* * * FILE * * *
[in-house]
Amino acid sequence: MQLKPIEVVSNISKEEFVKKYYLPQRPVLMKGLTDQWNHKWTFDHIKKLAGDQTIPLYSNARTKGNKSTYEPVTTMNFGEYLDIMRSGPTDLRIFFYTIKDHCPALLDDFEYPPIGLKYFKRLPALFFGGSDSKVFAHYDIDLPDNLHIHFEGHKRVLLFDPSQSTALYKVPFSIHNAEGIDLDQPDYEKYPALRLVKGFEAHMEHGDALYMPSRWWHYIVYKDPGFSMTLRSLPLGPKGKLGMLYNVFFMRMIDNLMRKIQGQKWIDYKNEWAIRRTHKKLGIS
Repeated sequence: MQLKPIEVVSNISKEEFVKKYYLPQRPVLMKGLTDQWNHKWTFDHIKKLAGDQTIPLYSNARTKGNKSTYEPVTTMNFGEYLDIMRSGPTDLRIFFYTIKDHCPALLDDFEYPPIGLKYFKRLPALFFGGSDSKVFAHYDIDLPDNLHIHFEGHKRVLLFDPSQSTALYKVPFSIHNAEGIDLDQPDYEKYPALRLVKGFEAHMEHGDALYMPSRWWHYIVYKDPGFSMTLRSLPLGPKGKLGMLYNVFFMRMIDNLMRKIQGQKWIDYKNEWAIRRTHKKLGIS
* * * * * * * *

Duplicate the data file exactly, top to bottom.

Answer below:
[in-house]
Amino acid sequence: MQLKPIEVVSNISKEEFVKKYYLPQRPVLMKGLTDQWNHKWTFDHIKKLAGDQTIPLYSNARTKGNKSTYEPVTTMNFGEYLDIMRSGPTDLRIFFYTIKDHCPALLDDFEYPPIGLKYFKRLPALFFGGSDSKVFAHYDIDLPDNLHIHFEGHKRVLLFDPSQSTALYKVPFSIHNAEGIDLDQPDYEKYPALRLVKGFEAHMEHGDALYMPSRWWHYIVYKDPGFSMTLRSLPLGPKGKLGMLYNVFFMRMIDNLMRKIQGQKWIDYKNEWAIRRTHKKLGIS
Repeated sequence: MQLKPIEVVSNISKEEFVKKYYLPQRPVLMKGLTDQWNHKWTFDHIKKLAGDQTIPLYSNARTKGNKSTYEPVTTMNFGEYLDIMRSGPTDLRIFFYTIKDHCPALLDDFEYPPIGLKYFKRLPALFFGGSDSKVFAHYDIDLPDNLHIHFEGHKRVLLFDPSQSTALYKVPFSIHNAEGIDLDQPDYEKYPALRLVKGFEAHMEHGDALYMPSRWWHYIVYKDPGFSMTLRSLPLGPKGKLGMLYNVFFMRMIDNLMRKIQGQKWIDYKNEWAIRRTHKKLGIS